Taking note of this rhetoric, Chinese Foreign Ministry spokesperson Zhao Lijian responded in comments sent to Newsweek by Beijing’s embassy in Washington.
“Like we said repeatedly, China has never had the intention to challenge or replace anyone,” Zhao said. “What we care about most is to improve our people’s well-being, what we value the most is to realize the renewal of the Chinese nation, and what we aspire for the most is world peace and stability.”
He accused the U. S. of deliberately manufacturing a feud with China, a strategy he said was doomed to fail.
“The United States’ attempt to make China its rival is a serious strategic miscalculation that puts its strategic resources in the wrong domains,” Zhao said. “It does no good to bilateral mutual trust and cooperation, and it doesn’t help safeguard regional and world peace and stability.”
In contrast, Zhao said his own country’s policy toward the U. S. “has been highly stable and consistent” and urged “some U.S. politicians to denounce the outdated Cold-War mindset and zero-sum game mentality, view China, China-U.S. relations and China-Russia relations in an objective and rational manner, and work with China to get the China-U.S. relationship back on the right track featuring coordination, cooperation and stability.”
While Washington may have adopted the most outspoken path against Beijing, a growing number of regional countries have also expressed criticism of what Zhao characterized as “the renewal of the Chinese nation.”
Association of Southeast Asian Nations (ASEAN) states like Indonesia, Malaysia, the Philippines and Vietnam have protested Chinese actions across the South China Sea.
To challenge China here, the U. S. military has conducted an increasing number of “freedom of navigation” operations in disputed areas, especially in the South China Sea. From January through August of this year alone, the U.S. conducted seven such operations there, “challenging the excessive claims of multiple entries,” a Pentagon spokesperson told Newsweek.
With such claims surrounding contested island groups, the spokesperson said “China has attempted to claim more internal waters, territorial sea, exclusive economic zone, and continental shelf than it is entitled to under international law.”
Shoring up naval power speaks to Washington’s paranoias about a future where Beijing dominates maritime trade. These concerns have been expressed by groups such as the U. S. Navy League, a national association supportive of a strong seaborne force for the U.S.
Its latest report, entitled “China’s Use of Maritime for Global Power Demands a Strong Commitment to American Maritime,” warns of such an outcome.
“Through its state-owned enterprises, China has, in the past two decades, managed to dominate the world’s core maritime industries, namely shipbuilding, majority ownership of oceangoing commercial ships and ownership or part ownership of marine terminals at key ports on strategically important trade lanes,” the report said.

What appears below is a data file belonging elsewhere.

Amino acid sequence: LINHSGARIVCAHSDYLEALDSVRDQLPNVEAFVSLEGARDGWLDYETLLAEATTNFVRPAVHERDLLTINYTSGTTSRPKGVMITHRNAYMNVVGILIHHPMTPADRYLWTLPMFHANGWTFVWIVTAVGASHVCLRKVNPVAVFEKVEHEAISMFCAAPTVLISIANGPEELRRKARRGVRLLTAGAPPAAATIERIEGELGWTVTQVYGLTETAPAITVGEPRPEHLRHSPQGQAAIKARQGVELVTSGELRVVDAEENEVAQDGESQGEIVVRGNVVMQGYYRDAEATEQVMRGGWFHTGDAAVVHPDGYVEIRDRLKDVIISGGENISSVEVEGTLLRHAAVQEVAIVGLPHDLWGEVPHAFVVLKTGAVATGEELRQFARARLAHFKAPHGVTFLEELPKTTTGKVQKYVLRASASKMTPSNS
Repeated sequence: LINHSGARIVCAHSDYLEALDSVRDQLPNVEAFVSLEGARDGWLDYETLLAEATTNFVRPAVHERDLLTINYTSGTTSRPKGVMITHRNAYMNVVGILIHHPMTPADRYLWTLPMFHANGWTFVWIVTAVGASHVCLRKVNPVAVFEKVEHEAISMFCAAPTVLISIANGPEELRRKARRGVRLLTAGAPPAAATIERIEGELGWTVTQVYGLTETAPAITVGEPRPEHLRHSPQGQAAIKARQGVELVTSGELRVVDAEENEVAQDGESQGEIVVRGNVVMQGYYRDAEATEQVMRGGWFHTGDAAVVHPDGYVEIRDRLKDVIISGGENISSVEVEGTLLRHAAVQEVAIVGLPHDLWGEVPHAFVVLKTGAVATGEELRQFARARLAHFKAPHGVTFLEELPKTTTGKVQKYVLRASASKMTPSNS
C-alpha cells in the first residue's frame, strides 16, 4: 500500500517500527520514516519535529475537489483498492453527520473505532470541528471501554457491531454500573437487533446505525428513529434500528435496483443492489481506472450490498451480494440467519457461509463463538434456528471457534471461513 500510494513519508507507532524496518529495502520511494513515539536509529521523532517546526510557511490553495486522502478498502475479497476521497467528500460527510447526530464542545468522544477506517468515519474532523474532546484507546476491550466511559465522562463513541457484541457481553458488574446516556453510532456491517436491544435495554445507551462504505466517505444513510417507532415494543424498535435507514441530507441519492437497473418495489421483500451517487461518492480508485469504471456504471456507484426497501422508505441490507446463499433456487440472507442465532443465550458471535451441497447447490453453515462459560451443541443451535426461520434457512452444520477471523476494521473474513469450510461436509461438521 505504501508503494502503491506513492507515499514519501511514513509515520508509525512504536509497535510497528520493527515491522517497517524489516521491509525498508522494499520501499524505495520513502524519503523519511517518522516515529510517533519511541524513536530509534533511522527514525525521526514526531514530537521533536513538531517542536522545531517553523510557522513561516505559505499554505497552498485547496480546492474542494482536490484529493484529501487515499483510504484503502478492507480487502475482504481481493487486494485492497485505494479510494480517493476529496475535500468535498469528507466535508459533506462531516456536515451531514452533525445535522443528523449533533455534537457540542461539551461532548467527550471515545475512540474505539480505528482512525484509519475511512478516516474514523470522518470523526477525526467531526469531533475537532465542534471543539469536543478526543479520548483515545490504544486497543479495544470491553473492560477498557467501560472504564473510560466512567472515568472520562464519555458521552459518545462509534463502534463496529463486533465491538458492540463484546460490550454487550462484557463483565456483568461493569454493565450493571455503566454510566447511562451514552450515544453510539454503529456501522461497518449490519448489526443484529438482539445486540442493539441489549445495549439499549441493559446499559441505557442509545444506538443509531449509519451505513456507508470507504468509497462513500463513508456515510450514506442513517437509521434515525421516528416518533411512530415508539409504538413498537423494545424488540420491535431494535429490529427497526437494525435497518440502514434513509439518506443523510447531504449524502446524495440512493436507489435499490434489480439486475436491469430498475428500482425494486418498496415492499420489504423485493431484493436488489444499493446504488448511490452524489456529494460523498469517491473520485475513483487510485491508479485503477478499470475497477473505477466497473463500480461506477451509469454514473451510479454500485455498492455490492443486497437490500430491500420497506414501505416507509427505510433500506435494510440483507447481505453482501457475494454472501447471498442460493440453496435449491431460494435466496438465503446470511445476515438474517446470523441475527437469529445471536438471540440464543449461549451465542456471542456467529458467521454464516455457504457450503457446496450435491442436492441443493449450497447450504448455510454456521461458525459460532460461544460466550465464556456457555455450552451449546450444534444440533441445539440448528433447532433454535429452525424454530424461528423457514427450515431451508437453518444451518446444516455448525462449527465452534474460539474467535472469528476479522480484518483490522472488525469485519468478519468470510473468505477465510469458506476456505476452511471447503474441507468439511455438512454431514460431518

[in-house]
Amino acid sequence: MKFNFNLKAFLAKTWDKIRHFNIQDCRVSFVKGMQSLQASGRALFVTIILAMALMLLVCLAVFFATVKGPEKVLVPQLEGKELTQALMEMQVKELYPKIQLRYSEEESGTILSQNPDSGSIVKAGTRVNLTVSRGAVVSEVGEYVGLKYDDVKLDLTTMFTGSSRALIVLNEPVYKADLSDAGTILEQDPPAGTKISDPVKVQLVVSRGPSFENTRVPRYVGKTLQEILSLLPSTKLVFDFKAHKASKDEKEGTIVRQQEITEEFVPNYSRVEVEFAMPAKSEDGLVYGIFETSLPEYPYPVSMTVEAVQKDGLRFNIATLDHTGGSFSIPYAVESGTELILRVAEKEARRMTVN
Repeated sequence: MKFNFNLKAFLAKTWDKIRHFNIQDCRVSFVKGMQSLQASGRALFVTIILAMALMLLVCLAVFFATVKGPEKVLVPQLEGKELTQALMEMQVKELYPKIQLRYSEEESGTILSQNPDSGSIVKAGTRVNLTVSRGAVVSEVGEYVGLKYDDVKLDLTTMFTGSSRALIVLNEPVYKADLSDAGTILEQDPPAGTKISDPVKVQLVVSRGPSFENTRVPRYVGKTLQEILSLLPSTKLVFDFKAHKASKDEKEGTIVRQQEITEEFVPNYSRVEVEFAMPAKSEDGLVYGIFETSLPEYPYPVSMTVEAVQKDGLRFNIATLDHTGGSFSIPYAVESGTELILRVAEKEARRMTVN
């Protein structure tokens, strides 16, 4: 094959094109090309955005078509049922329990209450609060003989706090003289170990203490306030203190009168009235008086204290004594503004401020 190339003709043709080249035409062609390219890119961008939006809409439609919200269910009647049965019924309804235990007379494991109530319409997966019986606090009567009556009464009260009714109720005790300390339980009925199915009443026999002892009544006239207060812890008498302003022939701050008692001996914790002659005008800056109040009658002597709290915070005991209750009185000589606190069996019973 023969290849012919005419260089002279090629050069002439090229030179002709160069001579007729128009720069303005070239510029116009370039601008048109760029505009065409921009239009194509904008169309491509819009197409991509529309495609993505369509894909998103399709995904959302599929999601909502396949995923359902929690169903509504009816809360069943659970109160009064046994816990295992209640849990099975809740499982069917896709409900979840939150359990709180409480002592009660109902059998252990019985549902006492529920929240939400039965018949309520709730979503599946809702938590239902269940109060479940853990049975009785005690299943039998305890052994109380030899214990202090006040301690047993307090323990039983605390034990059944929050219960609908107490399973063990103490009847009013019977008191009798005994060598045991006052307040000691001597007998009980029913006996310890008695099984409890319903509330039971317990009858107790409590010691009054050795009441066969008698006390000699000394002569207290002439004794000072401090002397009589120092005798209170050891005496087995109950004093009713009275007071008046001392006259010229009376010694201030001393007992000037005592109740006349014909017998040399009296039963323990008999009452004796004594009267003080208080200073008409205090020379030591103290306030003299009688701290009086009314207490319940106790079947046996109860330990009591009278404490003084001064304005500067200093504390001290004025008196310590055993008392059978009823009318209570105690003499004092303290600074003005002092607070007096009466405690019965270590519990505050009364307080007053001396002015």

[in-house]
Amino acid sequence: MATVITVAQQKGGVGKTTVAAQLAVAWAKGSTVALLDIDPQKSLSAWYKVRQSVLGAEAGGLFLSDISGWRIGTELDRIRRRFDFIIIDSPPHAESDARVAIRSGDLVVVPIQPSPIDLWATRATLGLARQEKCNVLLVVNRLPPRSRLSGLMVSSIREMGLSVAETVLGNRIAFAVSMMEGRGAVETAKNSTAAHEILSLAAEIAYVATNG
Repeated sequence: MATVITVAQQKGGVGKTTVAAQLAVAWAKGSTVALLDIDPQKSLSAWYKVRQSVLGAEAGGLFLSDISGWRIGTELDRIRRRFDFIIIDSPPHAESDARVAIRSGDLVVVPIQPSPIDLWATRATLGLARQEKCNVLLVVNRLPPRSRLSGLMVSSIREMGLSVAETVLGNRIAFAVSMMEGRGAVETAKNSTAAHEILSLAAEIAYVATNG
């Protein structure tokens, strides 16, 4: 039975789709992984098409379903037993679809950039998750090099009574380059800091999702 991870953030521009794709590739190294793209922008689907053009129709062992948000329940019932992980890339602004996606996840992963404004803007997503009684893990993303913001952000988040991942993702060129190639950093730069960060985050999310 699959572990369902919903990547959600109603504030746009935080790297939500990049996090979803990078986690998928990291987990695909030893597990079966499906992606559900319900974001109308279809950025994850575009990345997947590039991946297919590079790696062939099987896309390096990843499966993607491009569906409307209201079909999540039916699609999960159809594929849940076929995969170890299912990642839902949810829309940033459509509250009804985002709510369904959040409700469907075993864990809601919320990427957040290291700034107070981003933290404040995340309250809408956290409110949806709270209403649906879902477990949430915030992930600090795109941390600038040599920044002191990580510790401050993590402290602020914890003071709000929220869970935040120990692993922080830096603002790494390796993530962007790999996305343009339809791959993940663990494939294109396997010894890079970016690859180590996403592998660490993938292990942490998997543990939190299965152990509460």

Should war ever break out, the result could be disastrous, the Navy League warned.
“China can shape global trade to its liking in times of peace and, in times of conflict, leverage an overwhelming advantage in global maritime logistics built up primarily at the expense of U. S. importers,” the report said.
Reached for comment about an increasing U. S. focus on China’s naval power, the National Security Council referred Newsweek to the Pentagon’s latest annual report on Chinese military capability. The study found a quickly-closing gap between the U.S. and China, which has already surpassed the U.S. in three crucial categories—land-based conventional ballistic and cruise missiles, integrated air defense systems and the sheer size of its navy.
China’s rapid military rise is part of Xi’s vision for a “world-class” military by 2050.
The Trump administration, for its part, devised the Battle Force 2045 plan to substantially expand the U. S. Navy and help enforce the “Free and Open Indo-Pacific” vision shared by Australia, India and Japan. To demonstrate their shared commitment to this cause, the four nations’ navies will drill together for the first time in the Malabar naval exercises next month.
Deakin University’s Chengxin Pan said such actions demonstrate how the Quad has evolved in recent years, and send an increasingly overt signal to China.
“You might say that the Quad has ‘matured’ over the years, becoming clearly something it was always (if initially implicitly) designed to be, namely, a more or less maritime-focused military quasi-alliance against China,” Pan told Newsweek.
“It has matured in terms of its high ministerial level meeting mechanisms, its greater focus on maritime military containment (e.g., the Malabar navy exercise), and its more explicit designation of China as its intended target,” he said.
Pan said there’s more to the story, however, as China’s role in the region goes far beyond simply enhancing its power projection in contested areas like the South China Sea. Ultimately, individual nations—including Australia, India and Japan—were bound to negotiate their relationships with China on an individual basis.
“Regional countries have and will continue to manage this complex China challenge mostly in their own ways and for their own national interests, which are not always aligned with U. S. interests,” he said. “Even U.S. interests cannot be entirely defined by an anti-China agenda.”
In a time where U. S. leadership is increasingly in question in the face of global issues like COVID-19, climate change, and economic and racial inequality, Pan said great powers like Washington and Beijing have a unique opportunity to shun the warmongering of past eras to build a more sustainable, collaborative future for Asia and the world beyond.
“Based on the global challenges alone, the two powers have more in common than their differences,” Pan told Newsweek. “And in any case, those challenges are not amenable to the solution of old-style military alliance politics.”